The FTC’s case is trying to prove that a variety of behaviors by Qualcomm—like allegedly strong-arming exclusivity and charging some competitors “elevated royalties”—add up to a violation of the law. U.S. District Judge Lucy Koh is the person who will have to evaluate the variables and decide if the FTC has made a strong enough case.
Many experts thought there was a strong antitrust case against the merger of AT&T and Time-Warner last June, but government prosecutors failed to convince the judge. So far, however, there’s reason to believe that things might be going the FTC’s way this time around. Judge Koh already issued a summary judgment in November ruling that Qualcomm must license its patents at a fair rate to its competitors.
Surprisingly, Koh also rejected both parties’ request to delay a trial while they engage in settlement talks. At its most recent Senate oversight hearings, all five leaders of the FTC commission agreed that one of the agency’s biggest priorities should be taking more cases to trial. Trials have greater consequences than settlements—they’re time-consuming, expensive, create investor uncertainty, and in some cases can carry criminal penalties. All of those factors act as deterrents to prevent companies from even giving the appearance of engaging in anti-competitive practices. Settlements, on the other hand, are much easier to calculate as a cost of doing business. Whatever Koh’s reasoning for insisting the trial move forward, the FTC should be happy to get into a courtroom and battle this out.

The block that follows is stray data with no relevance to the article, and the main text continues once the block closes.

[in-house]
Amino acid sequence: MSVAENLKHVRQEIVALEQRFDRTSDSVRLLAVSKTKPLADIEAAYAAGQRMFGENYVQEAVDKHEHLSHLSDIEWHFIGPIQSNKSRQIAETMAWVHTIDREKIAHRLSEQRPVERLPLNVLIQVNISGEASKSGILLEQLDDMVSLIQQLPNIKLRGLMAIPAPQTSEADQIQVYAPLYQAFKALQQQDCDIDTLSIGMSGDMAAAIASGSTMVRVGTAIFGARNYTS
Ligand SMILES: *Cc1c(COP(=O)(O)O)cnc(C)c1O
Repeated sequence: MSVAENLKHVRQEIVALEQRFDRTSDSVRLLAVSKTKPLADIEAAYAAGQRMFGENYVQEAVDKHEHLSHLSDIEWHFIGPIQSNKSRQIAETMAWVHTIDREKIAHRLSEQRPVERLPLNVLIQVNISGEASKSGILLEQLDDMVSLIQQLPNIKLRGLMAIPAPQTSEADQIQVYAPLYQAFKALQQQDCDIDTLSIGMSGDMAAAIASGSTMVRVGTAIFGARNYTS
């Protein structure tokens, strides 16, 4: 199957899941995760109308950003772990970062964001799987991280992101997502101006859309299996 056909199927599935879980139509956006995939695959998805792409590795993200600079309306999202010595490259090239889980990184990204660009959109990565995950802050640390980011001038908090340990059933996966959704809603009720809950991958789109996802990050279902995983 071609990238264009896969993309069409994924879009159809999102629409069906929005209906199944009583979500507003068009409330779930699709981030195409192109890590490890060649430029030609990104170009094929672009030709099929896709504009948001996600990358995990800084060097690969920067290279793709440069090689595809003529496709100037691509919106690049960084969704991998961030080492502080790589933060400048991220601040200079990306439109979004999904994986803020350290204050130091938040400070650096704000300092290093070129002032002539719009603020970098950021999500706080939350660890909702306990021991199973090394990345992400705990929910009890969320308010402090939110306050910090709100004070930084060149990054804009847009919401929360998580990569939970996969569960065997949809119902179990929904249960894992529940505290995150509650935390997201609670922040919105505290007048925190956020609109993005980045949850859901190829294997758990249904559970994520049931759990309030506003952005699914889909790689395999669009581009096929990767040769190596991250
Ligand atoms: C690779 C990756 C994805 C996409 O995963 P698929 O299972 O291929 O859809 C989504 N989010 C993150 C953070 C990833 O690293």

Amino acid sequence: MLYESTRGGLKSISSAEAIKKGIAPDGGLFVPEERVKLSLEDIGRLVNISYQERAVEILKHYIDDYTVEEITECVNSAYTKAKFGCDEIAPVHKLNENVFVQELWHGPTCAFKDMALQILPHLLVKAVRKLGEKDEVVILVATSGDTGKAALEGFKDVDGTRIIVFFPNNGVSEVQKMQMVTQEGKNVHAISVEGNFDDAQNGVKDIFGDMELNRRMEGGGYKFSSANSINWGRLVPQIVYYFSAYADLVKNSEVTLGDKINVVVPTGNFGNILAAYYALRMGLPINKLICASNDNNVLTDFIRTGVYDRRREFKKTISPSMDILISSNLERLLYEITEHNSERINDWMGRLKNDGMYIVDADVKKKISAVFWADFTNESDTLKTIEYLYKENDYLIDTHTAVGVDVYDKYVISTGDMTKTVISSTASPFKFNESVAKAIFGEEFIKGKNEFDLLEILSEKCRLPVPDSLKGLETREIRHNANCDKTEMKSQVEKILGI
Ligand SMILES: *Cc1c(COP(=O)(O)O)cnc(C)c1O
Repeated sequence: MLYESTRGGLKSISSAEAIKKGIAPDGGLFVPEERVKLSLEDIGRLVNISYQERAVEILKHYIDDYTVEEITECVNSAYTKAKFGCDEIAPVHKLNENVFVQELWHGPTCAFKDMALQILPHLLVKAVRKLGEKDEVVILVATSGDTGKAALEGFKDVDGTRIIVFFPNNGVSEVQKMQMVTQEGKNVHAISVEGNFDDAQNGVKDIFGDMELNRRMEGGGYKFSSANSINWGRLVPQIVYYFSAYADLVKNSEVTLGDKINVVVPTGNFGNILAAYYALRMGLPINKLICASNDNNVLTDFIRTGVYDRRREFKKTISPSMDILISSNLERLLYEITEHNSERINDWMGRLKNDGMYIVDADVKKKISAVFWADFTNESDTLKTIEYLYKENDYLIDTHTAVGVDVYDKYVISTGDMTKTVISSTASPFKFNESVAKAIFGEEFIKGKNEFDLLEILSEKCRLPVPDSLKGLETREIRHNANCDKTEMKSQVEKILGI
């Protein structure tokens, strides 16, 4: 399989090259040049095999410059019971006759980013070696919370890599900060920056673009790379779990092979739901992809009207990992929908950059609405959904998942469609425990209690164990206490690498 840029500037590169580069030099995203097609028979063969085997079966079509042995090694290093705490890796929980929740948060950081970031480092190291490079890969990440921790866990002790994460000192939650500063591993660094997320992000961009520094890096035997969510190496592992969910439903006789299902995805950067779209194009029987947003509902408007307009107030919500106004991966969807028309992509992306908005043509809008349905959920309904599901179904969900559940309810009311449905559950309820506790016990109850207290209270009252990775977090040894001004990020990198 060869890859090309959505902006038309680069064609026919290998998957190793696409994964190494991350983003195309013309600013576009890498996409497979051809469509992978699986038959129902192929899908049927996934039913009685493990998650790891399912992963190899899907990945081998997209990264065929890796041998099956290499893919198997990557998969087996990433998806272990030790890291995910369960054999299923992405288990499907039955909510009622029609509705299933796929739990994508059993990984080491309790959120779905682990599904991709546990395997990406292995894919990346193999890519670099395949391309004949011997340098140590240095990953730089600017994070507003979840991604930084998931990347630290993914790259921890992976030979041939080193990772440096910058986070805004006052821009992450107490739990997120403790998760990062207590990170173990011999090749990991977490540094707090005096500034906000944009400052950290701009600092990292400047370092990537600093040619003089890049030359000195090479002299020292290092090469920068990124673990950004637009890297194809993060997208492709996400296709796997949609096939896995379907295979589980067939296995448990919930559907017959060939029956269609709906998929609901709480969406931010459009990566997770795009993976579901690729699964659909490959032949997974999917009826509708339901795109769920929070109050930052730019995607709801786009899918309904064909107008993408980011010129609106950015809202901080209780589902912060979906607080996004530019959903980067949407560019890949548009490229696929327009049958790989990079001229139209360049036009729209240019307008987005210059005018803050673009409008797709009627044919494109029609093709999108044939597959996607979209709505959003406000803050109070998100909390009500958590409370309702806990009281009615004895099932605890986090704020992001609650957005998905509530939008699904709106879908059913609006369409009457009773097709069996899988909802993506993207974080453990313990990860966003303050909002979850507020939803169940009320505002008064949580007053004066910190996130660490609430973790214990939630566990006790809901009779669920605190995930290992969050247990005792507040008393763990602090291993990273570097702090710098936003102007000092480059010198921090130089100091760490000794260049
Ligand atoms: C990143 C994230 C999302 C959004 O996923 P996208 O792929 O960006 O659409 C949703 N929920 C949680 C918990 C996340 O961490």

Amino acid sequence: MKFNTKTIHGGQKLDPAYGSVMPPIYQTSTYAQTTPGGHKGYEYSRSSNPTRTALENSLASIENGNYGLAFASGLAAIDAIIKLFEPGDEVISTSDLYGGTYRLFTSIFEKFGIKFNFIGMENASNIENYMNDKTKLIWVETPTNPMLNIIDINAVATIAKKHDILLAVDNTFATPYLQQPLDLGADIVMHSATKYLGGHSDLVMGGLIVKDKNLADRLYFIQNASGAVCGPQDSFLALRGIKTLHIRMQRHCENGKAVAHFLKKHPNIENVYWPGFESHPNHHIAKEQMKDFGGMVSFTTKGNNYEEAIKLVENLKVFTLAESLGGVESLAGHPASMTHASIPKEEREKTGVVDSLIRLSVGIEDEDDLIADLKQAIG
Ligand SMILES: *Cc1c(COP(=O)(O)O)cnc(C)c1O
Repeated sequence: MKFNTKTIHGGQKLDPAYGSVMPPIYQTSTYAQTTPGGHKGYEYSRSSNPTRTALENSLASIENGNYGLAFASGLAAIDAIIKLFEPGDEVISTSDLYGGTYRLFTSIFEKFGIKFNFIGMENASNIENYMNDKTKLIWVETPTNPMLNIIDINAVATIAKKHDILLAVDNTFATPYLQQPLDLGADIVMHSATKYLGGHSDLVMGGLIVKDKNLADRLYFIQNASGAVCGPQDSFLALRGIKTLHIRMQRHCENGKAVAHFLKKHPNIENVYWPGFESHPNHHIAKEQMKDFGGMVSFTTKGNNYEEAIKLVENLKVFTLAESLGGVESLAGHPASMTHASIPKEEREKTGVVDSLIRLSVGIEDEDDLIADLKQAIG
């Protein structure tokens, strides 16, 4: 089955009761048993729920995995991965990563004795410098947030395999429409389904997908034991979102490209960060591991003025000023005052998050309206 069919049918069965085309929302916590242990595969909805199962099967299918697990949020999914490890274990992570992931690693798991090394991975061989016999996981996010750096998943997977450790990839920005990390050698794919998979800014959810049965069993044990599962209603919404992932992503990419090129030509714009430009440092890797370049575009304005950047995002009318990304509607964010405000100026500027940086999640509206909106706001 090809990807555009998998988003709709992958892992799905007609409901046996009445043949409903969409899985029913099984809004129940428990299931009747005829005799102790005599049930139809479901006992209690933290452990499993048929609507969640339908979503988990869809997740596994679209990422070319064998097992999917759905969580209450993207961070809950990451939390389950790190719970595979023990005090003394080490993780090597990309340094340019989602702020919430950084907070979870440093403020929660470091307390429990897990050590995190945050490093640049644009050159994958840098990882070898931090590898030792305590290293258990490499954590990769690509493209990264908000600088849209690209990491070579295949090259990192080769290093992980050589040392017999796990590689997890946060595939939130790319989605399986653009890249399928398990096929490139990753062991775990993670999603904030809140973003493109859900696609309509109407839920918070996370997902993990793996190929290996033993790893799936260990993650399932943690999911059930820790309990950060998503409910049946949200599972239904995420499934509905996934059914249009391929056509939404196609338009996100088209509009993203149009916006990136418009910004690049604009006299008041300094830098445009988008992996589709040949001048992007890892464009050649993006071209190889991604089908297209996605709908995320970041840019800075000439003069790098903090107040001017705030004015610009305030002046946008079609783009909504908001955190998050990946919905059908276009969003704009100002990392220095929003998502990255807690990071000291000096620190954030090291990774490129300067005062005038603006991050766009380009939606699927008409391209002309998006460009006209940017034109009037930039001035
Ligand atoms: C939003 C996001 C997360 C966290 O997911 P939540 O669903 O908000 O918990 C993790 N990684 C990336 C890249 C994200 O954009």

In the event that Koh finds Qualcomm guilty, the FTC has left the potential consequences fairly wide open. In its complaint, prosecutors asked for a “court order to undo and prevent Qualcomm’s unfair methods of competition” and an order for “Qualcomm to cease its anticompetitive conduct and take actions to restore competitive conditions.” What that means in concrete terms, at this point, is anyone’s guess.
On top of the health of antitrust enforcement and the general price of the latest devices, we’re also seeing a battle play out over who will become the next Qualcomm. On Friday, the FTC’s first two witnesses against Qualcomm were Chinese competitors Huawei and Lenovo. Huawei saying it’s being treated unfairly coincides with the U.S. government maintaining that the company’s potential dominance in 5G infrastructure represents a national security threat because its equipment may be compromised by Chinese authorities. Unspecified ‘security concerns’ have been at the heart of this case all along the way, as one of America’s biggest chipmakers faces the potential loss of royalties that sustain future innovation. The FTC’s two-year legal fight with Qualcomm led nervous investors to seek a merger with Singapore-based company Broadcom. In March, President Trump blocked the merger on national security concerns.
So many issues that go to the heart of how our technological ecosphere functions will be coming up in a California courtroom over the next three weeks. Whatever the outcome, it will be fittingly disruptive to an industry that prides itself on disrupting everything.